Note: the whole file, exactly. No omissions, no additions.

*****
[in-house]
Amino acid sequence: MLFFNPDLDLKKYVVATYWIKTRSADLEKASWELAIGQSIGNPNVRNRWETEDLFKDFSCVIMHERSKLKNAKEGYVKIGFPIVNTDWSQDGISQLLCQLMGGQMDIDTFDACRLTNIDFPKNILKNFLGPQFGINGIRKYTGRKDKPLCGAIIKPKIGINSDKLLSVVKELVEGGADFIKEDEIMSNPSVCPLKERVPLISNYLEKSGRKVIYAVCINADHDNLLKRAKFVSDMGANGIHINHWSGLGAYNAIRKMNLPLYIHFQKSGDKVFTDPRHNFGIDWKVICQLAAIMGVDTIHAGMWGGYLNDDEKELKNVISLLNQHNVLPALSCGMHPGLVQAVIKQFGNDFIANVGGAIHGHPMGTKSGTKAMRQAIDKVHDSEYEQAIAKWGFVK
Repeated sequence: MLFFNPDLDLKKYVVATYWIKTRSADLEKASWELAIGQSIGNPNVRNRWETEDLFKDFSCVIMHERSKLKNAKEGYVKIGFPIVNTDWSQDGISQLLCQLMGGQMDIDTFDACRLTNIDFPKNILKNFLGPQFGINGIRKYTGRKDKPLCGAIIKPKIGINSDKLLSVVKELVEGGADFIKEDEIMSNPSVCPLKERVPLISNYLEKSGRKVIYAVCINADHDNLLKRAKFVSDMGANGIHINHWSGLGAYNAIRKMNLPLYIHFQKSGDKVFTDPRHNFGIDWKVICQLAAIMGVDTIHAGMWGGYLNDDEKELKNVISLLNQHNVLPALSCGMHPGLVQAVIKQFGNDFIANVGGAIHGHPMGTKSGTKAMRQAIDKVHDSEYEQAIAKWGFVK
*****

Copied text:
[in-house]
Amino acid sequence: MLFFNPDLDLKKYVVATYWIKTRSADLEKASWELAIGQSIGNPNVRNRWETEDLFKDFSCVIMHERSKLKNAKEGYVKIGFPIVNTDWSQDGISQLLCQLMGGQMDIDTFDACRLTNIDFPKNILKNFLGPQFGINGIRKYTGRKDKPLCGAIIKPKIGINSDKLLSVVKELVEGGADFIKEDEIMSNPSVCPLKERVPLISNYLEKSGRKVIYAVCINADHDNLLKRAKFVSDMGANGIHINHWSGLGAYNAIRKMNLPLYIHFQKSGDKVFTDPRHNFGIDWKVICQLAAIMGVDTIHAGMWGGYLNDDEKELKNVISLLNQHNVLPALSCGMHPGLVQAVIKQFGNDFIANVGGAIHGHPMGTKSGTKAMRQAIDKVHDSEYEQAIAKWGFVK
Repeated sequence: MLFFNPDLDLKKYVVATYWIKTRSADLEKASWELAIGQSIGNPNVRNRWETEDLFKDFSCVIMHERSKLKNAKEGYVKIGFPIVNTDWSQDGISQLLCQLMGGQMDIDTFDACRLTNIDFPKNILKNFLGPQFGINGIRKYTGRKDKPLCGAIIKPKIGINSDKLLSVVKELVEGGADFIKEDEIMSNPSVCPLKERVPLISNYLEKSGRKVIYAVCINADHDNLLKRAKFVSDMGANGIHINHWSGLGAYNAIRKMNLPLYIHFQKSGDKVFTDPRHNFGIDWKVICQLAAIMGVDTIHAGMWGGYLNDDEKELKNVISLLNQHNVLPALSCGMHPGLVQAVIKQFGNDFIANVGGAIHGHPMGTKSGTKAMRQAIDKVHDSEYEQAIAKWGFVK